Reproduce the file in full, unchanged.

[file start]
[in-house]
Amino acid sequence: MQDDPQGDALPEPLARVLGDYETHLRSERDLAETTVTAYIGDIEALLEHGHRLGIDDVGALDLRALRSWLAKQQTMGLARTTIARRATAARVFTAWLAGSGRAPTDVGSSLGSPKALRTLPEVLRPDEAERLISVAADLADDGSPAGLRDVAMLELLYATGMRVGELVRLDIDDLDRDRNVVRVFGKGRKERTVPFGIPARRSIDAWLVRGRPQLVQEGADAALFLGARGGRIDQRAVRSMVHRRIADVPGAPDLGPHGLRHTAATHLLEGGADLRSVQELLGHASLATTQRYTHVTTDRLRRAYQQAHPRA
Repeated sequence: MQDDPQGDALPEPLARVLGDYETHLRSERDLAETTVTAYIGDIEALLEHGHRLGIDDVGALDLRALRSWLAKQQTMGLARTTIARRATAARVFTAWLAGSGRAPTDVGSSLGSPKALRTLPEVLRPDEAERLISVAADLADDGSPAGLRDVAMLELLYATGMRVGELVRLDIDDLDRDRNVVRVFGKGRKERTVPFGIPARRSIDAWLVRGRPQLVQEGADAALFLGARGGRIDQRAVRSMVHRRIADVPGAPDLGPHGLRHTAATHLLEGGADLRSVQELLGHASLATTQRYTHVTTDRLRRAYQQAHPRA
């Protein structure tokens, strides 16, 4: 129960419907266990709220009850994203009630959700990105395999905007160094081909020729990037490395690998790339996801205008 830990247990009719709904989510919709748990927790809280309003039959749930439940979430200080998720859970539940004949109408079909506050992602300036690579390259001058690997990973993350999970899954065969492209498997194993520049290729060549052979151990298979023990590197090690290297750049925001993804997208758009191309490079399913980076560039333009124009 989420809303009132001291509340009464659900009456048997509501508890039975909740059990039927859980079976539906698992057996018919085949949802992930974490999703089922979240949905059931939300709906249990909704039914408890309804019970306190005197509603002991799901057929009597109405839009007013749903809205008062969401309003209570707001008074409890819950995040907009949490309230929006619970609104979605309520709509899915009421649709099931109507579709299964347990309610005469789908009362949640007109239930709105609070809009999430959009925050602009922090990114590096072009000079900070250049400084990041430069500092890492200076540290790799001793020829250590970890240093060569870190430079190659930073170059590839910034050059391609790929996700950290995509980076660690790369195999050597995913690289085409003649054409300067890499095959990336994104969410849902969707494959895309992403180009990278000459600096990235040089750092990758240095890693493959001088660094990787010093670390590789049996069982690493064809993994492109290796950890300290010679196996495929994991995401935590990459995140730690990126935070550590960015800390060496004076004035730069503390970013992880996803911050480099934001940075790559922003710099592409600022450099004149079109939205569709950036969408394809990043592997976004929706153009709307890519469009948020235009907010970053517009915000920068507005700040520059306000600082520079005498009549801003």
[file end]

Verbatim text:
[in-house]
Amino acid sequence: MQDDPQGDALPEPLARVLGDYETHLRSERDLAETTVTAYIGDIEALLEHGHRLGIDDVGALDLRALRSWLAKQQTMGLARTTIARRATAARVFTAWLAGSGRAPTDVGSSLGSPKALRTLPEVLRPDEAERLISVAADLADDGSPAGLRDVAMLELLYATGMRVGELVRLDIDDLDRDRNVVRVFGKGRKERTVPFGIPARRSIDAWLVRGRPQLVQEGADAALFLGARGGRIDQRAVRSMVHRRIADVPGAPDLGPHGLRHTAATHLLEGGADLRSVQELLGHASLATTQRYTHVTTDRLRRAYQQAHPRA
Repeated sequence: MQDDPQGDALPEPLARVLGDYETHLRSERDLAETTVTAYIGDIEALLEHGHRLGIDDVGALDLRALRSWLAKQQTMGLARTTIARRATAARVFTAWLAGSGRAPTDVGSSLGSPKALRTLPEVLRPDEAERLISVAADLADDGSPAGLRDVAMLELLYATGMRVGELVRLDIDDLDRDRNVVRVFGKGRKERTVPFGIPARRSIDAWLVRGRPQLVQEGADAALFLGARGGRIDQRAVRSMVHRRIADVPGAPDLGPHGLRHTAATHLLEGGADLRSVQELLGHASLATTQRYTHVTTDRLRRAYQQAHPRA
């Protein structure tokens, strides 16, 4: 129960419907266990709220009850994203009630959700990105395999905007160094081909020729990037490395690998790339996801205008 830990247990009719709904989510919709748990927790809280309003039959749930439940979430200080998720859970539940004949109408079909506050992602300036690579390259001058690997990973993350999970899954065969492209498997194993520049290729060549052979151990298979023990590197090690290297750049925001993804997208758009191309490079399913980076560039333009124009 989420809303009132001291509340009464659900009456048997509501508890039975909740059990039927859980079976539906698992057996018919085949949802992930974490999703089922979240949905059931939300709906249990909704039914408890309804019970306190005197509603002991799901057929009597109405839009007013749903809205008062969401309003209570707001008074409890819950995040907009949490309230929006619970609104979605309520709509899915009421649709099931109507579709299964347990309610005469789908009362949640007109239930709105609070809009999430959009925050602009922090990114590096072009000079900070250049400084990041430069500092890492200076540290790799001793020829250590970890240093060569870190430079190659930073170059590839910034050059391609790929996700950290995509980076660690790369195999050597995913690289085409003649054409300067890499095959990336994104969410849902969707494959895309992403180009990278000459600096990235040089750092990758240095890693493959001088660094990787010093670390590789049996069982690493064809993994492109290796950890300290010679196996495929994991995401935590990459995140730690990126935070550590960015800390060496004076004035730069503390970013992880996803911050480099934001940075790559922003710099592409600022450099004149079109939205569709950036969408394809990043592997976004929706153009709307890519469009948020235009907010970053517009915000920068507005700040520059306000600082520079005498009549801003």